Call for information: local Jewish heritage sites separated by borders

Multi-lingual signage at the Jewish cemetery in Nova Gorica, a few hundred meters across the Slovenia-Italy border


After reading our post about the Jewish cemetery restoration project in Gorizia, Italy-Nova Gorica, Slovenia — where the synagogue and Jewish cemetery are separated by an international border —  a reader has pointed out that, given how many times borders have been redrawn in Europe, this type of separation is not unique.

Indeed, we have written in the past about the historic Jewish cemetery in Slubice, Poland — on the border with Germany outside the German town of Frankfurt an der Oder.

There are a number of instances of towns now divided by today’s borders — or towns cut off from their hinterland or suburbs.

We are wondering how many cases there are where the Jewish sites are also divided — synagogues, communal institutions, old ghetto areas on one side, and the Jewish cemetery on the other.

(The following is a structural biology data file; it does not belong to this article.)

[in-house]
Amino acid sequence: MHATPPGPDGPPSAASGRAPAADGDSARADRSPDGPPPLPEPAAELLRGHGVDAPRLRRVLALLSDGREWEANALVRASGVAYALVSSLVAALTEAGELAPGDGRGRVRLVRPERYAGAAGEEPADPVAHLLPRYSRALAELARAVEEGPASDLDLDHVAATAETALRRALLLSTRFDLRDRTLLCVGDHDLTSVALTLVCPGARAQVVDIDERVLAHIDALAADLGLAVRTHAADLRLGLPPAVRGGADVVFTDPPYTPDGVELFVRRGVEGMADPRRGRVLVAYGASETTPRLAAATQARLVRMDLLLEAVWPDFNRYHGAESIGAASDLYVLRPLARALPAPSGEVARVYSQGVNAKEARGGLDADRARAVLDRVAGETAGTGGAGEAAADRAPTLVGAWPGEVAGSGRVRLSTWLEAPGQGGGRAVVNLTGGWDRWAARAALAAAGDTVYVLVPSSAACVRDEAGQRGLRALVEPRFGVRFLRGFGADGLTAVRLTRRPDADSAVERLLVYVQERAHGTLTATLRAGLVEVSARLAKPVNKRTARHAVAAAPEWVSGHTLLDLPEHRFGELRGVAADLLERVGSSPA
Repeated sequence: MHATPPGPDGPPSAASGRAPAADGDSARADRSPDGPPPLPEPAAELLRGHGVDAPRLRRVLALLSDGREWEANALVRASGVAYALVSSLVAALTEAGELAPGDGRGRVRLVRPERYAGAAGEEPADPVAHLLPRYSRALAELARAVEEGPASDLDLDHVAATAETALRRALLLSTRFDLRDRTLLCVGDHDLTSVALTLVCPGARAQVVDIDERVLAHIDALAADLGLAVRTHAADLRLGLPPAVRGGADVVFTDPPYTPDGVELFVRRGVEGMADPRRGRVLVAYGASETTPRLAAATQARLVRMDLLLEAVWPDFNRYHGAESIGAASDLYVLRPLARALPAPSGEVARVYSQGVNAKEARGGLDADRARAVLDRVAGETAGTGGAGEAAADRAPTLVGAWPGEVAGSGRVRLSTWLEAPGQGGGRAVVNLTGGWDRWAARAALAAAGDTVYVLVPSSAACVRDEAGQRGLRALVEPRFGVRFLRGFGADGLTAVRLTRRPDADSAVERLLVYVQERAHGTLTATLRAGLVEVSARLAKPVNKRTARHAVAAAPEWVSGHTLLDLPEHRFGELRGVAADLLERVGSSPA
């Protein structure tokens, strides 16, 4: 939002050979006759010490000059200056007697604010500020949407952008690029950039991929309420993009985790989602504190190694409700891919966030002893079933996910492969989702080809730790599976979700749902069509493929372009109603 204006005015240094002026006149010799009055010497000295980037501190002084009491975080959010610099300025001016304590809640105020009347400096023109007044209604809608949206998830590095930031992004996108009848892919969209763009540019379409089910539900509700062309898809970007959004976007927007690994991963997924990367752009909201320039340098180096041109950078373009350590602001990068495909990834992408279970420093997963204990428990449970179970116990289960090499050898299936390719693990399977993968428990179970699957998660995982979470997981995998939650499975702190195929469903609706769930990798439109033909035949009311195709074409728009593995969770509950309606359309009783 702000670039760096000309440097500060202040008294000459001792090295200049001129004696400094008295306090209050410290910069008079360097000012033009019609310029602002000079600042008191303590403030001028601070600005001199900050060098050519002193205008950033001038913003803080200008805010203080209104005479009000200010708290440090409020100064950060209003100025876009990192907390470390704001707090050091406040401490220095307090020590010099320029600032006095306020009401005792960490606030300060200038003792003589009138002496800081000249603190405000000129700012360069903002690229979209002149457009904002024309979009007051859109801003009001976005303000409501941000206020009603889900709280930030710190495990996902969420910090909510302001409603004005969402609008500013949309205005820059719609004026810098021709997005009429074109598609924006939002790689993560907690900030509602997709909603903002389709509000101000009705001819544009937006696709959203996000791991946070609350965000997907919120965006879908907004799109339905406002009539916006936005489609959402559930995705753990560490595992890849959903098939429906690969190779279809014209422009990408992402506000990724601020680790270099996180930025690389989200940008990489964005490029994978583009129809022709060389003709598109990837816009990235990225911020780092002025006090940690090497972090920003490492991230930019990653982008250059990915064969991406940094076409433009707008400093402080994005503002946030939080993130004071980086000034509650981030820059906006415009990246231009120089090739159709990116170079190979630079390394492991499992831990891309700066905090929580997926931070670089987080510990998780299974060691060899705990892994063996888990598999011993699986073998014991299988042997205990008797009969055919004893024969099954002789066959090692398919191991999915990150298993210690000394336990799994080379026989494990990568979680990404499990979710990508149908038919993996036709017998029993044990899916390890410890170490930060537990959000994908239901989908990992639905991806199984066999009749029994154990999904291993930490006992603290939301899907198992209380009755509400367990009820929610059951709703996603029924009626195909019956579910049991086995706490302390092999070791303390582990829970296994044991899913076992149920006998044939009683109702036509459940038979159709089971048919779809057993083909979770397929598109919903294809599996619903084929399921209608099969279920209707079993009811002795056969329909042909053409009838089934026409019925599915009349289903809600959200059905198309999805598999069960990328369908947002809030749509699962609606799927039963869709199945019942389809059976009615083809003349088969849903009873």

Do you know of such places? Have you visited?


Please let us know in the comments!





4 thoughts on “Call for information: local Jewish heritage sites separated by borders

  1. There is a Jewish cemetery in the Czech Republic near the Austrian border that used to serve some small Jewish communities in Bohemia and Austria. I have some photos but don’t have the village name, it is on the road from Heidenreichstein Austria to Nová Bystřice, “a town in Jindřichův Hradec District, in the South Bohemian Region of the Czech Republic”

Leave a Reply

Your email address will not be published. Required fields are marked *